Privacy: what’s the least I need to know if I’m using online tools in my teaching?

You want students to blog, work in groups on a wiki, sign up for publisher materials, complete assessments on a fantastic new website that is perfect for your subject matter. Sounds great, but before planning too far in advance, there are some important considerations to keep in mind, one of which involves protecting the privacy of your students.

I’ll avoid going into much detail on the BC Freedom of Information and Protection of Privacy Act (FIPPA) – you can read more about it at http://www.bclaws.ca/EPLibraries/bclaws_new/document/ID/freeside/96165_00.  Instead I am going to give you the basics of how FIPPA could affect what kinds of online tools you can use, and how you can use them in your teaching.

In brief, FIPPA requires that personal information, specifically that of your students, be stored and accessed in Canada only. Therefore, if you wish to utilize third-party, web-based tools that are, for example, running on servers residing in the United States to support your teaching (e.g., social-media tools), there are certain things you need to consider before asking students to use them to complete a course-related activity.

Assuming you already know if the tool you wish to use is on an American server (how to find this out is a topic for another post), AND that students will need to provide personal information in order to use the tool, then you need to consider:

  1. Is the activity mandatory (e.g., is it a required assessment component of the course?)
  2. Is the activity optional (i.e., can students easily complete it without using this tool?)

In either case, you need to provide your students with notice: notice of what activity they will be completing, the tool to be used, what personal information they will be required to provide and why, how the tool’s providers could use the information, etc.

If the activity is mandatory, however, in addition to notice, you must receive informed consent from your students (a written and signed form). If a student does not wish to sign the informed consent form, then you, as the instructor, must provide that student with an alternative to the activity so that they are not penalized for their refusal.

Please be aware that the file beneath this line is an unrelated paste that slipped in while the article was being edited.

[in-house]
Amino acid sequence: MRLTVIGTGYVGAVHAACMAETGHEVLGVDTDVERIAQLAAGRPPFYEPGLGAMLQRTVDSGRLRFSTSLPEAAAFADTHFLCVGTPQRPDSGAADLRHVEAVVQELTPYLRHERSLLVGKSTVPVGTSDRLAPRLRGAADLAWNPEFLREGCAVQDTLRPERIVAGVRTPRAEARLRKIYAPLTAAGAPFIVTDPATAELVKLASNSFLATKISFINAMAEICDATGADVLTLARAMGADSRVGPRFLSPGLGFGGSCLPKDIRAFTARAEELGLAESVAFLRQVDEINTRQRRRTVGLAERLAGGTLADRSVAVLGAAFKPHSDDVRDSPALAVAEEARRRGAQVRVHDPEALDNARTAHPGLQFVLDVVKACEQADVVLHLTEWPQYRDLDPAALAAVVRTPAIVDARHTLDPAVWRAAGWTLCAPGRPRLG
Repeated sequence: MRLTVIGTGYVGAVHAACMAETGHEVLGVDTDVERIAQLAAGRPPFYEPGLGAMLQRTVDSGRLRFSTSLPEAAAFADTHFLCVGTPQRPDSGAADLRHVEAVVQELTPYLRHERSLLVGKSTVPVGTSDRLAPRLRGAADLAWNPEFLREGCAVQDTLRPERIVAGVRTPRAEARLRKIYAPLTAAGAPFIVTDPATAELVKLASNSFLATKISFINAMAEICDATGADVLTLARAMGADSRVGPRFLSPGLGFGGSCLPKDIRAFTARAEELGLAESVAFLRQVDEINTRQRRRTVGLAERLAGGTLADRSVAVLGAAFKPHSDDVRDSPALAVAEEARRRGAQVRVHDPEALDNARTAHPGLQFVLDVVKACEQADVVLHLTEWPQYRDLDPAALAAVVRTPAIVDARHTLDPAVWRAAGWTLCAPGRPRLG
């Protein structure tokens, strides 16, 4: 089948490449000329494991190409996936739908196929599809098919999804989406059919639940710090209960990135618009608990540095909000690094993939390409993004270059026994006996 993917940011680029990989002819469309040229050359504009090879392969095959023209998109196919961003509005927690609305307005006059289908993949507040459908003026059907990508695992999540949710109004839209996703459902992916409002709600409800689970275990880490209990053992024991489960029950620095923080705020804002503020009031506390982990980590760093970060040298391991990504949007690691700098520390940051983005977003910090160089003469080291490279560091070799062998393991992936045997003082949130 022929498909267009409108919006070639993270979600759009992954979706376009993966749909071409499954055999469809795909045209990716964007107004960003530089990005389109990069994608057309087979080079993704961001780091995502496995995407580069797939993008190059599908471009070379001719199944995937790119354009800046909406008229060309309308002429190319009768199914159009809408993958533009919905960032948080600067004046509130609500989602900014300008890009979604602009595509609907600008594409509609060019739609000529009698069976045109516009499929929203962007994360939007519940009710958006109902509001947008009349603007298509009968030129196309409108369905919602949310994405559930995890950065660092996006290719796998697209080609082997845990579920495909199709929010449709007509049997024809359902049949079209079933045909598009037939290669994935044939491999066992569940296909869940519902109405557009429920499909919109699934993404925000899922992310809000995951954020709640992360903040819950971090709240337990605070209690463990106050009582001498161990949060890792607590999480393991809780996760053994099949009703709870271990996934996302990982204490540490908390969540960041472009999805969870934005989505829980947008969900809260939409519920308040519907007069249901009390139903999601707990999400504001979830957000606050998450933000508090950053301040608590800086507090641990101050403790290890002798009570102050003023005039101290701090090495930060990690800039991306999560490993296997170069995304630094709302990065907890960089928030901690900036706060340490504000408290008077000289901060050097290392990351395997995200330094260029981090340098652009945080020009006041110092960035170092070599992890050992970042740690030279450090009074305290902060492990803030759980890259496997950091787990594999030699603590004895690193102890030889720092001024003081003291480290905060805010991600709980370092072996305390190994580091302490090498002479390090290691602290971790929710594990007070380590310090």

Finally, we also recommend that you provide your students with general information on how to protect their privacy when using third-party, web-based tools.

To find out more about FIPPA as it relates to the use of web-based tools in teaching and learning, go to BCcampus’ Privacy and Security site (http://fippa.bccampus.ca/), specifically the Privacy Guidelines for Instructors PDF (http://www.bccampus.ca/files/2013/08/PrivacyGuideforUsing3rdPartyWebTechnologyinPublicPost-SecondaryCoursesRevisedFeb2011.pdf).

If you are a faculty member at Camosun College, you can also talk to an eLearning instructional designer who can help you determine if the tool(s) you wish to use are compliant with FIPPA, or if you will need to provide your students with notice and/or an informed consent waiver. An instructional designer can also provide you with a notice and/or a waiver template that you can adapt for your own use, and help you prepare a privacy and technology tips sheet for your class.

Note that Camosun College will soon be revising its privacy policy. Updates on this revision will appear in future blog posts.

Reference:  Privacy Guide for Using 3rd Party Web Technology in Public Post-Secondary Courses (PDF, Feb. 2011), BCcampus:  http://www.bccampus.ca/files/2013/08/PrivacyGuideforUsing3rdPartyWebTechnologyinPublicPost-SecondaryCoursesRevisedFeb2011.pdf

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